CHARLIE’S ANGELS – Review by Susan Granger

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I didn’t go to see this when it opened – nor did many people. Elizabeth Banks wrote, directed, produced and starred in this ill-fated version, utilizing a $50 million budget, yet making a mere $8.6 million its opening weekend.

So what went wrong?

According to Banks, “If this movie doesn’t make money, if reinforces a stereotype in Hollywood that men don’t go to see action movies.”

When it was noted that audiences flocked to “Wonder Woman” and “Captain Marvel,” Banks said, “They’ll go to see a comic book movie because that’s a male genre. So even though these movies are about women, they put them in the context of feeding the larger comic book world.”

That’s a glib excuse.

In my opinion, since there was a disappointingly generic marketing campaign, few people lined up at the box-office. Plus, there’s no star power. McG’s versions (2000 & 2003) had Drew Barrymore, Cameron Diaz and Lucy Liu, and the original (1976) TV series featured Farrah Fawcett, Kate Jackson and Jacklyn Smith.

With “Twilight,” Kristen Stewart had a big boost but she hasn’t done much recently. Here, she’s used as comic relief and co-stars Ella Balinska and Naomi Scott aren’t famous.

Then there’s John Bosley (Patrick Stewart), the crime-fighting Angels’ boss who promotes a ex-Angel (Elizabeth Banks) to management at Charles Townsend’s Agency when he retires.

The plot revolves around Elena (Naomi Scott), a systems engineer who turns whistleblower when she tries to warn her Brok Industries boss (Nat Faxon) and CEO (Sam Claflin) that their revolutionary Calisto device to create clean energy has an inherent flaw and can be easily weaponized. So Sabina (Kristen Stewart) and Jane (Elena Balinska) recruit Elena to protect her.

But Aaron Spelling’s original concept has become archaic. Writer/director Elizabeth Banks’ choppy script, based on Evan Spiliotopoulos’ and David Auburn’s globe-trotting story, never delineates fully-formed characters; instead, they’re cheeky ‘dress-up’ caricatures aimed a YA audience.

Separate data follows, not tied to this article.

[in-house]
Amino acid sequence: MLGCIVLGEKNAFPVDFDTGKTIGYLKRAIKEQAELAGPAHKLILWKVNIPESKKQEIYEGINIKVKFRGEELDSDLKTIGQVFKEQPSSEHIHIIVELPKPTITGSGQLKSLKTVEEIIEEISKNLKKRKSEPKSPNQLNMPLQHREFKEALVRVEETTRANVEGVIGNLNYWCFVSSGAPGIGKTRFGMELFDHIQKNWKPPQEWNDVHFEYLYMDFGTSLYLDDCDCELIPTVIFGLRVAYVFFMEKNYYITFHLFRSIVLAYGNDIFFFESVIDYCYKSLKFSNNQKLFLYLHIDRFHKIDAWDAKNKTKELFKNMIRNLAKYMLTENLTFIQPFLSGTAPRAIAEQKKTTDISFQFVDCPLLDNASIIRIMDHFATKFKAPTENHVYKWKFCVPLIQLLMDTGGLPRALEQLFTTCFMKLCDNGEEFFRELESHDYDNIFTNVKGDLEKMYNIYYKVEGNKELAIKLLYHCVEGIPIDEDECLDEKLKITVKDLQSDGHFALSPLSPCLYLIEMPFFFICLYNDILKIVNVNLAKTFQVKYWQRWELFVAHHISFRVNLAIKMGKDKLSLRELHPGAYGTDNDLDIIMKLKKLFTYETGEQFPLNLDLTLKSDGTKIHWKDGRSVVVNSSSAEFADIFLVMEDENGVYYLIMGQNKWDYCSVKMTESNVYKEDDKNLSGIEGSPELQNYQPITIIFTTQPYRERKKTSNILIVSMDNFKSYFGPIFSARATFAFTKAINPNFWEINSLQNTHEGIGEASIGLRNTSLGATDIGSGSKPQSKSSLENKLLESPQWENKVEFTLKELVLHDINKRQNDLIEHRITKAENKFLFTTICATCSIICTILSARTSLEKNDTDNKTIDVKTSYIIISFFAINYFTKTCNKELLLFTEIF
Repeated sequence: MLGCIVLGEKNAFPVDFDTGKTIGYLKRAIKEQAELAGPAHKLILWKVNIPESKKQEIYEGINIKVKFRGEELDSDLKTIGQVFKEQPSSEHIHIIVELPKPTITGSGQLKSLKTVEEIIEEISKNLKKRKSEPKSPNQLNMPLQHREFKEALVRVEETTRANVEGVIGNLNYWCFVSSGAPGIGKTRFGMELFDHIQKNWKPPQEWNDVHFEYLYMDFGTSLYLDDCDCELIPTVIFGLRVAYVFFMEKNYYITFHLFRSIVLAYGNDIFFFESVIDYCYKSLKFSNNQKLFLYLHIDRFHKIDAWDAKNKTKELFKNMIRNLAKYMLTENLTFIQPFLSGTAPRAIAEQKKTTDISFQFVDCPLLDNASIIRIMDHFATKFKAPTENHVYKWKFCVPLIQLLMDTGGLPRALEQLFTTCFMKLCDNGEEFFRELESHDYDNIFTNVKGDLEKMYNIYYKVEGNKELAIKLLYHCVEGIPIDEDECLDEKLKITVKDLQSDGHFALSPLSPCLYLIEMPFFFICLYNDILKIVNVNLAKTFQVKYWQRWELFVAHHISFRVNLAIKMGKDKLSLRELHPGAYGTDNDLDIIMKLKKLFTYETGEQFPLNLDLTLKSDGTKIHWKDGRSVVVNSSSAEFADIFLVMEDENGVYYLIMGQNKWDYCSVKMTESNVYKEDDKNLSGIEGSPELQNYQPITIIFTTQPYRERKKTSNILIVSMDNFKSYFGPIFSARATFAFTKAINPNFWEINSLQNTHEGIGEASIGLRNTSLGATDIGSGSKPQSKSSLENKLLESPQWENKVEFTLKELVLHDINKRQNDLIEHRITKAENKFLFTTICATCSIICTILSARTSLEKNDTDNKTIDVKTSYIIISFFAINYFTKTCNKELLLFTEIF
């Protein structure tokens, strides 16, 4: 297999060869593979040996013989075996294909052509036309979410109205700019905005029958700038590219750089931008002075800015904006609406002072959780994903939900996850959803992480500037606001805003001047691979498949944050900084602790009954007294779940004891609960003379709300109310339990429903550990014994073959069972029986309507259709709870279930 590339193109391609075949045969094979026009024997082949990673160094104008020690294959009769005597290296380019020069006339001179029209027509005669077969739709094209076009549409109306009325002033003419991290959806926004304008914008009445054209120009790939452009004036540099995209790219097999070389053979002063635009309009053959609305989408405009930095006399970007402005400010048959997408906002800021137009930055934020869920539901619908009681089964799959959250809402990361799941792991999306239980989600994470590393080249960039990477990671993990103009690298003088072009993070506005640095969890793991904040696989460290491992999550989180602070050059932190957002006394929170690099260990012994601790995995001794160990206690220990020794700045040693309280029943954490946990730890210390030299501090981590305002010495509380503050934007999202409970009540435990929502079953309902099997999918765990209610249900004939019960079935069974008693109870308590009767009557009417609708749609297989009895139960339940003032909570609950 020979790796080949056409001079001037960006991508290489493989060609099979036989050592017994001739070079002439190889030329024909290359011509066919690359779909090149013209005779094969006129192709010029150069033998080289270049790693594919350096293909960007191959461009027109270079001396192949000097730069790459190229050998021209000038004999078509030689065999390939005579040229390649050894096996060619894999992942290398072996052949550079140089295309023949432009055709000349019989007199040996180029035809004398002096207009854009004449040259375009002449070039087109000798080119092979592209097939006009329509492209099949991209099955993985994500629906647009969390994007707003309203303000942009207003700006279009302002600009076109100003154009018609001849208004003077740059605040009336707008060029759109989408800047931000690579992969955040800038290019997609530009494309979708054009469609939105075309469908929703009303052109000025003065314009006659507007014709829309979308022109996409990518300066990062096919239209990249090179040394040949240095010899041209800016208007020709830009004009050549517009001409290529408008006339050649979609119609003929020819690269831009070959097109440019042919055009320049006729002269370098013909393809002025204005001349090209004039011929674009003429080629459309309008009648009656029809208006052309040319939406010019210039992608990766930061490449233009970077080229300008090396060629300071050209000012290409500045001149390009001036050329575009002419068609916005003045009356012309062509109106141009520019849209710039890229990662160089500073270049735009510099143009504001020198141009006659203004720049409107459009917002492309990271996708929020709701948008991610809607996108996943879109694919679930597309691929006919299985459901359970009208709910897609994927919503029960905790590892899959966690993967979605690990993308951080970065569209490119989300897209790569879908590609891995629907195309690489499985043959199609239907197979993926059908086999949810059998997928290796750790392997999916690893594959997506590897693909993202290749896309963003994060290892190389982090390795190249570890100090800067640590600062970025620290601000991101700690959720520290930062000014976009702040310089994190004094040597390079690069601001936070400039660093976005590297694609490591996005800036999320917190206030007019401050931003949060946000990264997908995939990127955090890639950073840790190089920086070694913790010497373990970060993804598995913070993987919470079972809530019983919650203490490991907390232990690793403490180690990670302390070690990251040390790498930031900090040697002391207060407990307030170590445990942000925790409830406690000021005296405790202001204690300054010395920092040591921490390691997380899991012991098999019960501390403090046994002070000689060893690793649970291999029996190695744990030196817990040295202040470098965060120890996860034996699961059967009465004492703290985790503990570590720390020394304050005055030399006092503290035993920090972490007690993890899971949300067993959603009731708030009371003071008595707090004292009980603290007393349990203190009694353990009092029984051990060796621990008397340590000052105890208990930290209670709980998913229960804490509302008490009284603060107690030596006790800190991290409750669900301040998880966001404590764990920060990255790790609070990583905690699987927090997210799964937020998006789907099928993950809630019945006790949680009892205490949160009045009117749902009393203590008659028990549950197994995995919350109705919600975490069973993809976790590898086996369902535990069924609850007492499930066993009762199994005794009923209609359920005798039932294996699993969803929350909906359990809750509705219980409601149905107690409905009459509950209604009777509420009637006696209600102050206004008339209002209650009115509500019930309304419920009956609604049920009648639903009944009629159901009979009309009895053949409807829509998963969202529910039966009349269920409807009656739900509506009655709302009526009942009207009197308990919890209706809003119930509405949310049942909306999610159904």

On the Granger Movie Gauge of 1 to 10, “Charlie’s Angels” is a feminist 4, frivolously nicknamed “Charlie’s Gayngels” in the LGBTQ community.

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Susan Granger

Susan Granger is a product of Hollywood. Her natural father, S. Sylvan Simon, was a director and producer at R.K.O., M.G.M. and Columbia Pictures; her adoptive father, Armand Deutsch, produced movies at M.G.M. As a child, Susan appeared in movies with Abbott & Costello, Red Skelton, Lucille Ball, Margaret O'Brien and Lassie. She attended Mills College in California, studying journalism with Pierre Salinger, and graduated from the University of Pennsylvania, Phi Beta Kappa, with highest honors in journalism. During her adult life, Susan has been on radio and television as an anchorwoman and movie/drama critic. Her newspaper reviews have been syndicated around the world, and she has appeared on American Movie Classics cable television. In addition, her celebrity interviews and articles have been published in REDBOOK, PLAYBOY, FAMILY CIRCLE, COSMOPOLITAN, WORKING WOMAN and THE NEW YORK TIMES, as well as in PARIS MATCH, ELLE, HELLO, CARIBBEAN WORLD, ISLAND LIFE, MACO DESTINATIONS, NEWS LIMITED NEWSPAPERS (Australia), UK DAILY MAIL, UK SUNDAY MIRROR, DS (France), LA REPUBBLICA (Italy), BUNTE (Germany), VIP TRAVELLER (Krisworld) and many other international publications through SSG Syndicate. Susan also lectures on the "Magic and Mythology of Hollywood" and "Don't Take It Personally: Conquering Criticism and other Survival Skills," originally published on tape by Dove Audio.